Later, when asked about the contentious nature of the race, Maloney dismissed her opponent’s steady stream of criticism as a typical Republican tactic.
“The Republicans do not fight on issues,” she said. “They try to destroy the person.”

But not all Republicans used tough guy tactics in this race — or even any tactics at all. Hoylman and Kavanagh both sailed to reelection thanks to their opponents, Stuyvesant Town resident Frank Scala, and East Villager Bryan Cooper, respectively, not running active campaigns.
Kavanagh won with 85.06 percent of the vote, while Cooper got 14.94 percent. Hoylman got 85.66 percent while Scala got 14.34 percent.

State Senate candidate Frank Scala

State Senate candidate Frank Scala

Scala, who’s the president of the Albano Republican Club and the owner of a Fifth Avenue barber shop, said he only ran for State Senate after being asked by the Republican County Committee. But he didn’t seek attention beyond participating in a candidate forum last week hosted by the 17th Precinct Community Council, which his opponent didn’t attend.
And this wouldn’t be the first time in recent years that local candidates have run just to have a Republican on the ballot. In Manhattan, there hasn’t been a Republican elected since the late Roy Goodman left the State Senate in 2002.

Cooper, who, like Scala, has run for office locally before, told Town & Village he had been genuinely interested in running for Assembly, but had wanted to try doing it in a “grassroots” way. He didn’t build a campaign website or attempt to get press, choosing instead to walk around the Lower East Side and the East Village, mostly, as well as Stuy Town where he said he’s noticed a “strong Republican presence.”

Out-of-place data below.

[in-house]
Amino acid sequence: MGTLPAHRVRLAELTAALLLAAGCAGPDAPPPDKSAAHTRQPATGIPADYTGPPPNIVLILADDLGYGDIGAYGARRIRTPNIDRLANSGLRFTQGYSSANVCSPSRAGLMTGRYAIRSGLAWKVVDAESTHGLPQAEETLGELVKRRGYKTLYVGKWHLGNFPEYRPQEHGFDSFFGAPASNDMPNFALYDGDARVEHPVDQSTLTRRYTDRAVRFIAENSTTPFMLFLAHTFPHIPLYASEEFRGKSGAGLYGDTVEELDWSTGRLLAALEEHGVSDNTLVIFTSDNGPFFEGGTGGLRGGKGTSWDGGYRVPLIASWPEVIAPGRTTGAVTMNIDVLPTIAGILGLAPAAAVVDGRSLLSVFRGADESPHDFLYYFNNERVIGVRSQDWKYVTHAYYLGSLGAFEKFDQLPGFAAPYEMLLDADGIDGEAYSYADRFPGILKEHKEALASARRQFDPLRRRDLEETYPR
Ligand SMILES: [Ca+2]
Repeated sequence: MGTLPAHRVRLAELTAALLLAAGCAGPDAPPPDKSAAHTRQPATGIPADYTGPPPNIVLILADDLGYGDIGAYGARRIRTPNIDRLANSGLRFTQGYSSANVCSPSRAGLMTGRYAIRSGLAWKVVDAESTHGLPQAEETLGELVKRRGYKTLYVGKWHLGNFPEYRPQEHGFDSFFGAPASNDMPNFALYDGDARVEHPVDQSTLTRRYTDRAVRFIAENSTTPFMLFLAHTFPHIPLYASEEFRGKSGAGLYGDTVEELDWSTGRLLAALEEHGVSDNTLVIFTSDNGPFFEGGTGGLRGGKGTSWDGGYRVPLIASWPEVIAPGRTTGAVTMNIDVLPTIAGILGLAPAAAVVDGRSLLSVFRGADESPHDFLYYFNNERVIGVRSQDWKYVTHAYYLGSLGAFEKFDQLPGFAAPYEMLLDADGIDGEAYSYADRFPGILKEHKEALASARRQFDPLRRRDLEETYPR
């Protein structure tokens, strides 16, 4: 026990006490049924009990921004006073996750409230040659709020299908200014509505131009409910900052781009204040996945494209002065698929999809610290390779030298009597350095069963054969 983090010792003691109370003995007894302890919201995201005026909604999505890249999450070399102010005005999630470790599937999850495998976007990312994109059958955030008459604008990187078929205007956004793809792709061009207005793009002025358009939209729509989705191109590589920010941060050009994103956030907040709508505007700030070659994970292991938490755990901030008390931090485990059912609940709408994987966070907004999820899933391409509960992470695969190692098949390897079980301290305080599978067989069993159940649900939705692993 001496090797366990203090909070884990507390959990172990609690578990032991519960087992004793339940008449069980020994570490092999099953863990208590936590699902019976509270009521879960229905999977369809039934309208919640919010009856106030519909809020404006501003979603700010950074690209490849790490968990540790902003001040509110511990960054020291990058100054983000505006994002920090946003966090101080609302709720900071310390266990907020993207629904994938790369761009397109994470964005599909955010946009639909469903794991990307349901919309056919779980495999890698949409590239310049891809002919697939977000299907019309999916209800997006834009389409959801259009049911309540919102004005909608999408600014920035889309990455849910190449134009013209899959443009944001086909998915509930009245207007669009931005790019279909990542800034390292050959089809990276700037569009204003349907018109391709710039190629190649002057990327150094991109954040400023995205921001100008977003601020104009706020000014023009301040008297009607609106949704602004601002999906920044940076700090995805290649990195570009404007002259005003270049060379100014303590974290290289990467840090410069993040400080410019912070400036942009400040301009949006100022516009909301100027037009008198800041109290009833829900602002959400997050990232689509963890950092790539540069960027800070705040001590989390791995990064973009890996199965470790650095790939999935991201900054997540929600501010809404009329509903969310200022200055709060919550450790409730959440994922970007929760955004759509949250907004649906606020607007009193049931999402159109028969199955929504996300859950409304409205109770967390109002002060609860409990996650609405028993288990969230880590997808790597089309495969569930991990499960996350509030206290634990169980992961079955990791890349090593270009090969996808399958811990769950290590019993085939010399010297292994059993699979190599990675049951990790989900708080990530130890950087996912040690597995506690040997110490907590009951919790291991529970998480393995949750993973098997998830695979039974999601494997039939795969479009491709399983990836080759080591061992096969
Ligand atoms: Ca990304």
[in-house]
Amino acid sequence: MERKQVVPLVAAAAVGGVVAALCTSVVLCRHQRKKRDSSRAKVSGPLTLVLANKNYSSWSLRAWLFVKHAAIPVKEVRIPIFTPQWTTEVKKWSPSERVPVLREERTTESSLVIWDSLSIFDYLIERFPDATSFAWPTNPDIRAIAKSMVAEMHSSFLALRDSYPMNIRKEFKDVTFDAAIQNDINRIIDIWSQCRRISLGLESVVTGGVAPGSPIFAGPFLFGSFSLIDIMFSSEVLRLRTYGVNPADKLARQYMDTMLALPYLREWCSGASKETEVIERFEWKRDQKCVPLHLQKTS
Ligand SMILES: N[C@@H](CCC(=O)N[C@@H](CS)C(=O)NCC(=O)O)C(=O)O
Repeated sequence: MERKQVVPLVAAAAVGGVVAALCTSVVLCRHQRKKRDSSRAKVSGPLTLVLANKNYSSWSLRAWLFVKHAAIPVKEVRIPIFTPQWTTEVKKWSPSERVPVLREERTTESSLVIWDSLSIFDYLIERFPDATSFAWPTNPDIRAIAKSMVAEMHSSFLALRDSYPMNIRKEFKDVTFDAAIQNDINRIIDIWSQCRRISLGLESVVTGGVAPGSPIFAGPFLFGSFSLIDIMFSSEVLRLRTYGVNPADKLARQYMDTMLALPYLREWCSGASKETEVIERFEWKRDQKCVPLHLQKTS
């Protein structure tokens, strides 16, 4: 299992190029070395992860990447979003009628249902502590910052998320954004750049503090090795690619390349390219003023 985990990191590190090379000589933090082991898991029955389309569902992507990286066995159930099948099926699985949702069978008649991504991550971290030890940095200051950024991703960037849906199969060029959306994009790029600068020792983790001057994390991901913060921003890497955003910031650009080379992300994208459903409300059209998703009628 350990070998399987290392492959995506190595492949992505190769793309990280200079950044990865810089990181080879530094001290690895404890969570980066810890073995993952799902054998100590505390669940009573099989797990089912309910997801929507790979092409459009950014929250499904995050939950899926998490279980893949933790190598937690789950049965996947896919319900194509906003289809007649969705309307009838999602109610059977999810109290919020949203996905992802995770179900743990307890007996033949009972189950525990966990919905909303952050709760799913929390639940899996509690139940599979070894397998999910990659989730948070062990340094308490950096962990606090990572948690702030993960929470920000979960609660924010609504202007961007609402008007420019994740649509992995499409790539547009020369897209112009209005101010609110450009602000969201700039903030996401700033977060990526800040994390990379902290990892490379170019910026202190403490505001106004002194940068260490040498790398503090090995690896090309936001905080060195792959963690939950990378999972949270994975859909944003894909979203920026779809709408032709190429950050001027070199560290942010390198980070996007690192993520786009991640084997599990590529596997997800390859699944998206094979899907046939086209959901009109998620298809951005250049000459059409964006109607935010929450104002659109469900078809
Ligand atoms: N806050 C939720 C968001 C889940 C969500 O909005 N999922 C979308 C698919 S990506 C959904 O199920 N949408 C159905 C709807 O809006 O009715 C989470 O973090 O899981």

“People do come to our club meetings,” he said, referring to the Albano Club, in which he’s a district leader. “People feel like our interests are not being represented. We need a Republican, especially on the Lower East Side.”
Cooper, a production assistant and Navy veteran, said he’d been hearing disgust from his neighbors about corruption in Albany and Cuomo’s handling of the Moreland Commission’s dismantling. Lack of jobs was another concern.

Nov6 Bryan Cooper

Assembly candidate Bryan Cooper

“We want more businesses to be here, less taxes. There’s more unemployment and the homeless situation has risen. Why is this? Businesses are leaving New York.”
He also said that following Mayor de Blasio’s efforts to end stop-and-frisk, he’s found that people no longer feel safe.
“Ever since they stopped stop-and-frisk, people are like, ‘I’m out of here,’” he said. “What’s the point of having a police force when your hands are tied? What’s the problem with stopping and asking a question or checking your bag?”

On his low-key campaign, he explained it was mainly due to money reasons, but he also wanted to see “how effective it would be,” since he is already planning a run for State Senate. “Maybe if this doesn’t work out, I’ll learn my lesson.”

Remembering Roy Goodman and more civilized days in Albany

Roy Goodman in a photo that ran in Town & Village in 1977

Roy Goodman in a photo that ran in Town & Village in 1977

By Sabina Mollot